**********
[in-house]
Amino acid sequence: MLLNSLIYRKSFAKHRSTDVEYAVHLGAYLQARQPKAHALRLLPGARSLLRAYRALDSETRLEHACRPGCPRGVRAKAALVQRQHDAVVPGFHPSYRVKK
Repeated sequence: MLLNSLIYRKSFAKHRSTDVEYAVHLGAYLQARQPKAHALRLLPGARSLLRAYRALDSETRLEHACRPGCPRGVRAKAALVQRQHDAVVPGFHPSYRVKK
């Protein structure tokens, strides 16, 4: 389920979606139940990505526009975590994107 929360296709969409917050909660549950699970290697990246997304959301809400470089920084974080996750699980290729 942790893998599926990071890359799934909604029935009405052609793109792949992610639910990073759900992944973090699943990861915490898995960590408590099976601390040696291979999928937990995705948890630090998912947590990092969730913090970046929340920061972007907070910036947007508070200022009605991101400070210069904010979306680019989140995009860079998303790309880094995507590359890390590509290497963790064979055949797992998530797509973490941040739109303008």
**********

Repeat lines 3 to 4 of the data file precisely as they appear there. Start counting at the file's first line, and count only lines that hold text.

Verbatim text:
Repeated sequence: MLLNSLIYRKSFAKHRSTDVEYAVHLGAYLQARQPKAHALRLLPGARSLLRAYRALDSETRLEHACRPGCPRGVRAKAALVQRQHDAVVPGFHPSYRVKK
């Protein structure tokens, strides 16, 4: 389920979606139940990505526009975590994107 929360296709969409917050909660549950699970290697990246997304959301809400470089920084974080996750699980290729 942790893998599926990071890359799934909604029935009405052609793109792949992610639910990073759900992944973090699943990861915490898995960590408590099976601390040696291979999928937990995705948890630090998912947590990092969730913090970046929340920061972007907070910036947007508070200022009605991101400070210069904010979306680019989140995009860079998303790309880094995507590359890390590509290497963790064979055949797992998530797509973490941040739109303008």